Intermunicipal Park of Lake Moro, Luine and Monticolo
The Park embraces a broad green area in the territories of Darfo Boario Terme and Angolo Terme, where two archaeological sites are placed: Luine and Corni Freschi.
The Luine archaeological area, on a high position over the town of Darfo B.T., has exposed not only numerous rock engravings, but also some likely remains of cult places, bottoms of huts and dry-stone walls, which could testify the presence of a “shrine” used by one or more prehistoric communities for group ceremonies.
On the outcrops of characteristically purple “Simona” rock, more than 100 rocks are decorated.
At Luine one can see the ancient-most rock engravings of the Camunian cycle, dating back to the Mesolithic period, made perhaps by semi-nomadic hunters who utilized the valley as gaming territory at the end of the big glaciations. Later the zone was forsaken, to become again an engraved cult place about the end of the Neolithic and especially in the Bronze and Iron Ages.
The main rocks are furnished with information panels and all the paths are well marked and maintained. We emphasize the importance of great Rock 34, notable for its historic and artistic worth. It is a huge, slanted surface almost fully covered with engraved figures, embracing the entire Camunian rock art cycle: from the big outlined animal figure datable to about 10,000 years ago, to the Iron Age warriors of the 1st millennium BCE.
Nearly all of the Camunian inventory is concentrated on this rock, which is considered among the most beautiful of Camonica Valley. On the upper part one can trace the silhouettes of big, square-bodied warriors (almost a metre tall) dating to the late Iron Age; below you can find large grids next to smaller figures of duellists. You can also see clearly some enigmatic figures: a meander, a labyrinth and a Camunian rose, while a protruding knob hosts a composition of Bronze Age weapons. On clear winter days, the view from the lower part of this rock is breath-taking!
Still at Luine an important Neolithic phase is documented, but beside that a most remarkable collection of figures depicting weapons and geometric compositions from the Copper and Bronze Age. Among the latter stand out doubtless representations of halberds, uncommon objects of prestige that were in use until the ancient Bronze Age (at the start of the 2nd millennium BCE).
The Corni Freschi archaeological site
The Corni Freschi boulder area, on the right side of the Oglio River at the base of the Monticolo hill, belongs to a series of cult sites characterizing several locations of Camonica Valley during the Copper Age (3rd millennium BCE).
The boulder, brough to notice in 1961 by Emmanuel Anati, is a big, split block of sandstone fallen from the rocky slope behind it: in the midst of the vertical face stand out nine halberds engraved to form a composition, whence the name given to the boulder, “Rock of the halberds”. The weapons were drawn life-sized, their blades about 25-30 cm long.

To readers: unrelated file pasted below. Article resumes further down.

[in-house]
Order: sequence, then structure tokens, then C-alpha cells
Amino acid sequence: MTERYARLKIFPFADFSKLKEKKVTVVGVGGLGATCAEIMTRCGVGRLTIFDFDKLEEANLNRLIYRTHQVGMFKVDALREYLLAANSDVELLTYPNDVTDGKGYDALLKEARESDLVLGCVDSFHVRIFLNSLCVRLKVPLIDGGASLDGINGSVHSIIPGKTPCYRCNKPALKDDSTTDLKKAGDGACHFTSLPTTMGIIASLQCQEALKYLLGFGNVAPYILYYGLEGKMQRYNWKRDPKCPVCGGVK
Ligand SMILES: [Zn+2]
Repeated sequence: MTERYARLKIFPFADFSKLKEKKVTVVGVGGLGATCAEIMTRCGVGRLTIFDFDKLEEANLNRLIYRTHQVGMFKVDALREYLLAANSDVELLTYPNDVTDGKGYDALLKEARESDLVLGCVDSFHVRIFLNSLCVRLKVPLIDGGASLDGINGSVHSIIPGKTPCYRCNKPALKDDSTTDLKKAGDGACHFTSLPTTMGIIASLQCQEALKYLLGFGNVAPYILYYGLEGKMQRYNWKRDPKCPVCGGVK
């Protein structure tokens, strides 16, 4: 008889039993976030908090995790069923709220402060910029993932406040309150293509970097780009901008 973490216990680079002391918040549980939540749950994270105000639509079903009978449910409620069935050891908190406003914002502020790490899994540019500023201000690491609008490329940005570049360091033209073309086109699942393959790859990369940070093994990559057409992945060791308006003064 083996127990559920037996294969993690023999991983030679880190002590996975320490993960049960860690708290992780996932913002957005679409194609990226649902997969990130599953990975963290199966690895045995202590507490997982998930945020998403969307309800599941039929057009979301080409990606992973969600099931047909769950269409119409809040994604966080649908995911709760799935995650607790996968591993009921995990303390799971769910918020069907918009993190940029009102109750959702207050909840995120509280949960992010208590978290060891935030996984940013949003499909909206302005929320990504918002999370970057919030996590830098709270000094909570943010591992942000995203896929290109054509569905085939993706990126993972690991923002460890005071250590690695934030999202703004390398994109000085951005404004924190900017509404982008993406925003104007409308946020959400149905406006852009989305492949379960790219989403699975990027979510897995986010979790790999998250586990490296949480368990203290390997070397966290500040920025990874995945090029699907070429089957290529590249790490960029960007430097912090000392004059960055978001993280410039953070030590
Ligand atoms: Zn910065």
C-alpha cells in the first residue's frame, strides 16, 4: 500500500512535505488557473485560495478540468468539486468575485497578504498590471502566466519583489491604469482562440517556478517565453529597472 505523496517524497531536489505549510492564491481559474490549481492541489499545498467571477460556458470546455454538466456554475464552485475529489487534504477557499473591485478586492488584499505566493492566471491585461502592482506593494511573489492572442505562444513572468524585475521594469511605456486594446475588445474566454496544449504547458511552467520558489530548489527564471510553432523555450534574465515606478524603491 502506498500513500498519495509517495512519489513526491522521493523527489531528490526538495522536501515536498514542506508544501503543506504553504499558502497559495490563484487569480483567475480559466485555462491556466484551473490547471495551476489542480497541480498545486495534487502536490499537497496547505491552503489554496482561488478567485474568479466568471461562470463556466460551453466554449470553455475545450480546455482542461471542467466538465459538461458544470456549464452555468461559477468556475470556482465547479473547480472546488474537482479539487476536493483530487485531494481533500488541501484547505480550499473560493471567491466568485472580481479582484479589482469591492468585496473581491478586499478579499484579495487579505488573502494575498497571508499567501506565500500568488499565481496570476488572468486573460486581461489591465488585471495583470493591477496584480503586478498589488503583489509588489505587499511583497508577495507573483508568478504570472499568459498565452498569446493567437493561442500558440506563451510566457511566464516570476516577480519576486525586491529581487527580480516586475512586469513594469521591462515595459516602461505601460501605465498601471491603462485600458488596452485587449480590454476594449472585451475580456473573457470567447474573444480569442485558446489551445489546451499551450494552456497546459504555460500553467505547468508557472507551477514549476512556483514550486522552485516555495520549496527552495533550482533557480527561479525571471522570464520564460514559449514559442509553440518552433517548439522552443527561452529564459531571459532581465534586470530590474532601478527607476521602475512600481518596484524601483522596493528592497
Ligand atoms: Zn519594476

Similar contexts, where big boulders detached from a rock wall were engraved and became part of a sacred ground, are known elsewhere in Camonica Valley: in Cemmo near Capo di Ponte and at Rock 30 at Foppe di Nadro, in the municipality of Ceto.
Typologic and iconografic comparisons, both with like weapons found in digs (Villafranca – Verona) and with similar figures engraved on other Camonica Valley boulders (Cemmo stele 3), made it possible to date these Corni Freschi figures to the late Copper Age (second half of the 3rd millennium BCE).
The discovery of new engravings
In 2002, before starting the restoration works, Lombardy’s Soprintendenza per i Beni Archeologici made a sample dig at the base of the boulder, to check for the existence of a possible footpath contemporary to the engravings and to obtain information on the site’s distinguishing features.
The probing, made right below the engraved portion of the rock, could not reveal clues about foot treading as the area, not far from the river, turned out to have been washed by water, which removed any tracks. However, an important find emerged. About 30 cm below the present flat country surface, in a natural niche formed by the rock itself, a second composition of engraved figures was discovered: fifteen collated daggers (20 to 25 cm long), with blades pointing downward, arranged so as to follow the scheme of the above composizion of halberds. The daggers, with a round knob and triangular blade, straight sides with slanting shoulders, are chronologically contemporary to the halberds and so they too should date to the late Cpper Age.
A more extensive excavtion in front of the boulder, prior to the establishment of the site, brought to light residual traces of archaeological value (a fireplace and a beam’s hole) and made it possible to ascertain that the two compositions of weapons were engraved in a central position with respect to the surface of the boulder, as if to emphasize its importance.
In addition to the archaeological dig, some pollen analyses revealed the likely presence of a sort of small basin with lake plants in front of the boulder.